If there is something I’ve learned in the past couple weeks, it is the precious time we have with those we love can end at any moment. I cannot help but think what happens when I am gone? What do I leave behind? How can I show my children how much I loved them and wanted the best for them? It certainly is not doing everything possible to ensure I am victorious every election cycle by bowing to fundraisers.

What can we do to help?


It is past time to take back the power by electing members of Congress who can see the big picture by looking past this term in office to the selfless good they can do to help us all. The big picture is increasingly heating up as is our atmosphere.

Useful Products Engineered into E. coli “Poop” (Thank Goodness)

I can’t sit back and let the internet become saturated with misleading phrasing regarding by-products genetically engineered into E. coli metabolism. The latest sensation stems from the commercial production of the artificial sweetener aspartame. It was reported this week, well…read it for yourself (notice the language used):

This scientific jargon obfuscates (perhaps deliberately) a truly disturbing process:
1.) ‘Cloned microorganisms’ (which the patent later reveals to be genetically modified E. coli) are cultivated in tanks whose environments are tailored to help them thrive.
2.) The well-fed E. coli cultures defecate the proteins that contain the aspartic acid-phenylalanine amino acid segment needed to make aspartame.
3.) The proteins containing the Asp-Phe segments are ‘harvested’ (i.e. lab assistants collect the bacteria’s feces).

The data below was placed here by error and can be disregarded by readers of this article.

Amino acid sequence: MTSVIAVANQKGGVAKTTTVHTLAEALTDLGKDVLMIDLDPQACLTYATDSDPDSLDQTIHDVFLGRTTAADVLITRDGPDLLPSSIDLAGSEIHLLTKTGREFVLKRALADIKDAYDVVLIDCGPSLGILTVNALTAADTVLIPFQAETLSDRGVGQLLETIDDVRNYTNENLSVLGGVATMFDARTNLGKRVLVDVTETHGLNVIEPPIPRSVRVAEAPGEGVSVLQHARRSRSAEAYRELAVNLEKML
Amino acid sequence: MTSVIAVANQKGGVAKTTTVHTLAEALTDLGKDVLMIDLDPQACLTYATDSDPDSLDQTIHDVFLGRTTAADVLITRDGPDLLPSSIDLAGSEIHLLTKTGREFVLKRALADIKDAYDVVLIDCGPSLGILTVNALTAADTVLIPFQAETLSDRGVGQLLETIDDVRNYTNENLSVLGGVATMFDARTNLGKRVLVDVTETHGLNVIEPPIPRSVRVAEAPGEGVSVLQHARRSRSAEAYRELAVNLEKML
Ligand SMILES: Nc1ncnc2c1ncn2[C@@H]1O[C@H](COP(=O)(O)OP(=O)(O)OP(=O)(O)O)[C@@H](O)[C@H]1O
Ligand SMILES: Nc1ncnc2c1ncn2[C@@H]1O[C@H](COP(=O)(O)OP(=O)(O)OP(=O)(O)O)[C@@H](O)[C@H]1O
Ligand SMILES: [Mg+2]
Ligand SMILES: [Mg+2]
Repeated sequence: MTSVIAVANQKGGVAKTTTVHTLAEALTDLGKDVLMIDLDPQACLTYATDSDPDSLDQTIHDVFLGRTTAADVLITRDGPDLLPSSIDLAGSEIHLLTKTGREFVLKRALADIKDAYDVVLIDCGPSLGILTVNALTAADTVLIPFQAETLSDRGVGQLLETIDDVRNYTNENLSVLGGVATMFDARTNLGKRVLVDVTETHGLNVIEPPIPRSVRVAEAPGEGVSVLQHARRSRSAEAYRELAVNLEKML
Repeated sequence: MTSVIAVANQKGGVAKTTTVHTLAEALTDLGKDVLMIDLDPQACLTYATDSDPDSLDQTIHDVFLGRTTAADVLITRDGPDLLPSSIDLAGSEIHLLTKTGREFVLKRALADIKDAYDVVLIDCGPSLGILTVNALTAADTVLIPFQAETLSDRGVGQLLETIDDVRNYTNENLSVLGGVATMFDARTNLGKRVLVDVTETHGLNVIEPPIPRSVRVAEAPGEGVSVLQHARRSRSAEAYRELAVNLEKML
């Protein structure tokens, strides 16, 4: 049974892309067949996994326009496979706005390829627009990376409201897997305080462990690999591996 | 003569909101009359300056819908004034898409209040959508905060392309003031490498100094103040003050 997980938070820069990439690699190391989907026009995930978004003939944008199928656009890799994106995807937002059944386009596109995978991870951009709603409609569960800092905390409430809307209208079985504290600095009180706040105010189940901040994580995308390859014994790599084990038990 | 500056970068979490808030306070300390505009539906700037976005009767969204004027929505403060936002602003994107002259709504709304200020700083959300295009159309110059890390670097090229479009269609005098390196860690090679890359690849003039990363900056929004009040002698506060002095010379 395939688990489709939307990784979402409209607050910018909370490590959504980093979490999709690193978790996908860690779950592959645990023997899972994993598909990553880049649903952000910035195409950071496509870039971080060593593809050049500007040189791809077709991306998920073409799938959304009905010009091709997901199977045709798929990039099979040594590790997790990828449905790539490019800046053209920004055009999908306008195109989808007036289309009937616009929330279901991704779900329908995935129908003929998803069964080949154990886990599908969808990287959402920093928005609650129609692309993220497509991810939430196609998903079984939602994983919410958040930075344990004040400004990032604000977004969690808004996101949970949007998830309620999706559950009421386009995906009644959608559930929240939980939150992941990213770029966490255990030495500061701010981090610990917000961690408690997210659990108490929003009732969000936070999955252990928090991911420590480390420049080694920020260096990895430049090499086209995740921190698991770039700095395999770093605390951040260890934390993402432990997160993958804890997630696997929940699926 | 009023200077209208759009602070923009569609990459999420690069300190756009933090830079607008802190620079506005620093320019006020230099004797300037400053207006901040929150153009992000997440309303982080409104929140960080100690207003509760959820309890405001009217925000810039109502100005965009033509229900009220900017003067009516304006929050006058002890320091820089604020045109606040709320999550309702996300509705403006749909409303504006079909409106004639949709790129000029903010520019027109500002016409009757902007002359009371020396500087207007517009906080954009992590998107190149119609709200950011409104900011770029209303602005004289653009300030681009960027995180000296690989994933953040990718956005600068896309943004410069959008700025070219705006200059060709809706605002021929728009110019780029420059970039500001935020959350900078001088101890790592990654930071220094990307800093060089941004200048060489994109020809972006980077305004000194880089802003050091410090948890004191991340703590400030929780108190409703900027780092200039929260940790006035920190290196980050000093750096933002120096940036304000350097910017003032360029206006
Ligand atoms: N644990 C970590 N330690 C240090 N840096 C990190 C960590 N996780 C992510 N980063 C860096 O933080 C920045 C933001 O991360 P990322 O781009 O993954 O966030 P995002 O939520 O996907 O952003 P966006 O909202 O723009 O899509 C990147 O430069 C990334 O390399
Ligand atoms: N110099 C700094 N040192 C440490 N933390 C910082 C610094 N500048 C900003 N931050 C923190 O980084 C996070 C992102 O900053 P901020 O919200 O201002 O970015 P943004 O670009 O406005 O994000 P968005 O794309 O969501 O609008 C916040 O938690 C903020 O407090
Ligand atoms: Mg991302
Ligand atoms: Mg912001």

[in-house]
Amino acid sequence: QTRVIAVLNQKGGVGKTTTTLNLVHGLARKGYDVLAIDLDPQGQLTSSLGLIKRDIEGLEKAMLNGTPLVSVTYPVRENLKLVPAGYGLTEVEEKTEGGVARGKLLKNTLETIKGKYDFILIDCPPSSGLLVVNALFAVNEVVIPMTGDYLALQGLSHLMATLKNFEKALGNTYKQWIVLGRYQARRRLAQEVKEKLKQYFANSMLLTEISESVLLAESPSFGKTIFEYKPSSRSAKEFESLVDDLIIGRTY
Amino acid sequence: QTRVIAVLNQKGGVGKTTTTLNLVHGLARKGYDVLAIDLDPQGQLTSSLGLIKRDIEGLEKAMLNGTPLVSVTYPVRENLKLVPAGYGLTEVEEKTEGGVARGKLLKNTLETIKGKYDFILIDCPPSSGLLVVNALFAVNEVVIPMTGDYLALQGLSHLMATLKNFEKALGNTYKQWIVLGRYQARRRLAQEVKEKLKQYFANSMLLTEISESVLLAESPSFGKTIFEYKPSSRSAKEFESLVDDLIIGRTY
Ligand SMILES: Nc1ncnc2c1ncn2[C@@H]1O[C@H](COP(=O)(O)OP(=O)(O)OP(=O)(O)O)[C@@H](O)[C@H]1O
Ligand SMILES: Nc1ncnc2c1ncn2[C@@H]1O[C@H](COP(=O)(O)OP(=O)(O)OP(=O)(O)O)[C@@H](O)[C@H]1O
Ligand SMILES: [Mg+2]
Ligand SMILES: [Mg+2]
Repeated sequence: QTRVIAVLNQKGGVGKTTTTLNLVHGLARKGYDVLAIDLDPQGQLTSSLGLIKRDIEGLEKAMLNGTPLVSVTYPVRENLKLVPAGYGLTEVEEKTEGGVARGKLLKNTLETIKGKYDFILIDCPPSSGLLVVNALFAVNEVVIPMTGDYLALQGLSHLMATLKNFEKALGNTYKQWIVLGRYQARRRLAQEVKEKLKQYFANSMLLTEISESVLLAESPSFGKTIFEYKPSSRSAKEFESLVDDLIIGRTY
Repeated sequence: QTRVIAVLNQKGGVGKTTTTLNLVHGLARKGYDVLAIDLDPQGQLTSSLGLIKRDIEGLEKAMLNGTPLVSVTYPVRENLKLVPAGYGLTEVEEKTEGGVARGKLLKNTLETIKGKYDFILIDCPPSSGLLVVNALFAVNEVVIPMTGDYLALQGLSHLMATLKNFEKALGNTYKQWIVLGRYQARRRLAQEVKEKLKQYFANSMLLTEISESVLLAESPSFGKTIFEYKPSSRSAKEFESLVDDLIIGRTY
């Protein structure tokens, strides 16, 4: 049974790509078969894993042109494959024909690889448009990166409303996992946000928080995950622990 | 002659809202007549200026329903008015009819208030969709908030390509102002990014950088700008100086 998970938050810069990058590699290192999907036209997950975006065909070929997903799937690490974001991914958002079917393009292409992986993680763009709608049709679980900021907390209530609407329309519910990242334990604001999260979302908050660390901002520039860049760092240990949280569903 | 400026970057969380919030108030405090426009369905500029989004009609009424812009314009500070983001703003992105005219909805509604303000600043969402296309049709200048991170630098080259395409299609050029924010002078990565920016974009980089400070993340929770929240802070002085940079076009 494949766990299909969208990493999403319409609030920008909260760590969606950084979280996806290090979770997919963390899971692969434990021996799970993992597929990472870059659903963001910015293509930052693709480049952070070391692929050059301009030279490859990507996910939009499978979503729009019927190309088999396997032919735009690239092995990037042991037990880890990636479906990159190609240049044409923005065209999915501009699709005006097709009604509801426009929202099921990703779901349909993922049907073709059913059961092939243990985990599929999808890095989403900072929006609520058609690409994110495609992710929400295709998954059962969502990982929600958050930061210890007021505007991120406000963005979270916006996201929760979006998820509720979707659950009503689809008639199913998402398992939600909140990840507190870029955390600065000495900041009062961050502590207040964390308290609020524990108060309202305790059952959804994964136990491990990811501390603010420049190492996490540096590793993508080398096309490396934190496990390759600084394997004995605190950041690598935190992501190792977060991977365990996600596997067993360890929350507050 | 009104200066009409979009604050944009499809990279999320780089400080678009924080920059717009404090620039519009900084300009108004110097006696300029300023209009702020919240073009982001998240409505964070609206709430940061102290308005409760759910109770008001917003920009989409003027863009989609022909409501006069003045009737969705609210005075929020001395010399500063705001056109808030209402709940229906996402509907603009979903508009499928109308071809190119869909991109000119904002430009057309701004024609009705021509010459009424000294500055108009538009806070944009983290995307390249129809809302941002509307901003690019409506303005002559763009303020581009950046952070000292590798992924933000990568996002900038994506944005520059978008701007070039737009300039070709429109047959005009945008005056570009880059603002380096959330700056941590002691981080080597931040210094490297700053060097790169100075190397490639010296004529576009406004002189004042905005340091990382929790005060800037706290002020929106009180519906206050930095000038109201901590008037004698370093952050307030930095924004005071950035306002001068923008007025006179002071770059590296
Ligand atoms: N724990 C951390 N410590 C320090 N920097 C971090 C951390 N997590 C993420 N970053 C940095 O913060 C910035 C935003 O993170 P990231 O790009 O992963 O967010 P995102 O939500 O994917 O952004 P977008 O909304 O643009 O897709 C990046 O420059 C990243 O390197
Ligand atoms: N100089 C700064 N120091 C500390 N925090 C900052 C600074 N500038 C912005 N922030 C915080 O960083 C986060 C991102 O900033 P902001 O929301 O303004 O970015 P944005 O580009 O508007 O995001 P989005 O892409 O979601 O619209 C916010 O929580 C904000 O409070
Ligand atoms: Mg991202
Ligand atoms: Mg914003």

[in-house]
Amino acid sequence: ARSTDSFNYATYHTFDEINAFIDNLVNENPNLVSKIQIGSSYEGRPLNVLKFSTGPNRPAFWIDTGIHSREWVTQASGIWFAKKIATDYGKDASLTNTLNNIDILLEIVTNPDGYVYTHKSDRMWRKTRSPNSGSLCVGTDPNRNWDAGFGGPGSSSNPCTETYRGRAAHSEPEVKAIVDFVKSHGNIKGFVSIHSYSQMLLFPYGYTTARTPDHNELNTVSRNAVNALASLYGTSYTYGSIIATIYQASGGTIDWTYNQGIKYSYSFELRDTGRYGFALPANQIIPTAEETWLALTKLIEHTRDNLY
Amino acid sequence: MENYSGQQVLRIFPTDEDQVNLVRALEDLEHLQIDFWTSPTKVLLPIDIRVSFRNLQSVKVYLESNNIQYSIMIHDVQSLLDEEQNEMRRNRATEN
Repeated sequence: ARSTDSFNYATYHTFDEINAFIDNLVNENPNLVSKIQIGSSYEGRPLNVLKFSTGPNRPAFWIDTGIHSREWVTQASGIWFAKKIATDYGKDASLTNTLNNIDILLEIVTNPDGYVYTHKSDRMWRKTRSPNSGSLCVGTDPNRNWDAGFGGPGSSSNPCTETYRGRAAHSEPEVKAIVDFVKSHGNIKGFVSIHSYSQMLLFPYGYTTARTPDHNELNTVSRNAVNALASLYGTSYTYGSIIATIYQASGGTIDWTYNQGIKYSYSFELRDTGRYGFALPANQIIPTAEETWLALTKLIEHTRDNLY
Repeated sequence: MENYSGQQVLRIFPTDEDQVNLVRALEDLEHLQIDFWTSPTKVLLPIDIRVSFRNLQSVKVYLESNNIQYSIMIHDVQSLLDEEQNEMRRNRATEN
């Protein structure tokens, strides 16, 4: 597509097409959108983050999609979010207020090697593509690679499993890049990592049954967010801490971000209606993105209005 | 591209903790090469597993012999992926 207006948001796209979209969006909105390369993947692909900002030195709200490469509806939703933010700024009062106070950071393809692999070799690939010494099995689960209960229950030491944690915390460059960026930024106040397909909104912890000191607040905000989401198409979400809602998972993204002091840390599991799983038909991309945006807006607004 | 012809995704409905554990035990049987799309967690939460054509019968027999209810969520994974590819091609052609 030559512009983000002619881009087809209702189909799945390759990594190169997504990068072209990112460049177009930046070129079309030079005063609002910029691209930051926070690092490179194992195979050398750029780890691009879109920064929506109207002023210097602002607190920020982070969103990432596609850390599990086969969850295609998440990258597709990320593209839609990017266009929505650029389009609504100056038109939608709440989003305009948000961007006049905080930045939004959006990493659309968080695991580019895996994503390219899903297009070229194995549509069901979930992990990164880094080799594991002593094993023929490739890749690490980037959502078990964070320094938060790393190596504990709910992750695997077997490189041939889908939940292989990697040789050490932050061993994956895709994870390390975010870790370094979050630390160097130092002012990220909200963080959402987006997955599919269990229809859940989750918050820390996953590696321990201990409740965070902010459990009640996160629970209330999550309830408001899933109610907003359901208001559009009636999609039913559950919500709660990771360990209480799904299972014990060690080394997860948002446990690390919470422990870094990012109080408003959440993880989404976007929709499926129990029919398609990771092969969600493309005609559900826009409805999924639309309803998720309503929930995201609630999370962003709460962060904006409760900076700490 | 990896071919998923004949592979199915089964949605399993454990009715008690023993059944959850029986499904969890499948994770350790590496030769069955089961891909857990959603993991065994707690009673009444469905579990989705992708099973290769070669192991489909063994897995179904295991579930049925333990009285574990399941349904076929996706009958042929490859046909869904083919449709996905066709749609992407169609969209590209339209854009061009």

4.) The feces are then treated. This includes a process of methylation (adding an excess of the toxic alcohol, methanol, to the protected dipeptide).

While common sense dictates that this abomination doesn’t belong anywhere near our bodies, the patent’s authors made no secret about their belief that aspartame constitutes a safe and nutritious sweetener:


It was picked up on the UPI under “Science News” with a headline reading:

The use of the words ‘poop’, ‘feces’, ‘defecate’, and ‘excrement’ is truly unfortunate and used to sensationalize the process. Natural News has an agenda, or several agendas. First they are against genetic modifications to living organisms even though almost all discoveries and breakthroughs in modern medicine can be contributed to some form of genetic modification. Second, they are publicly against the use of aspartame in commercial products.

The truth about E. coli ‘poop’

First, E. coli do not ‘poop’ in the sense a human can relate. These are single-celled organisms and are rather leaky to certain molecules naturally. E. coli produce by-products, not poop. Metabolic end products are considered waste to the E. coli cell, but these natural end products include carbon dioxide, hydrogen gas, acetate (vinegar), and water. Their poop doesn’t sound so bad now does it?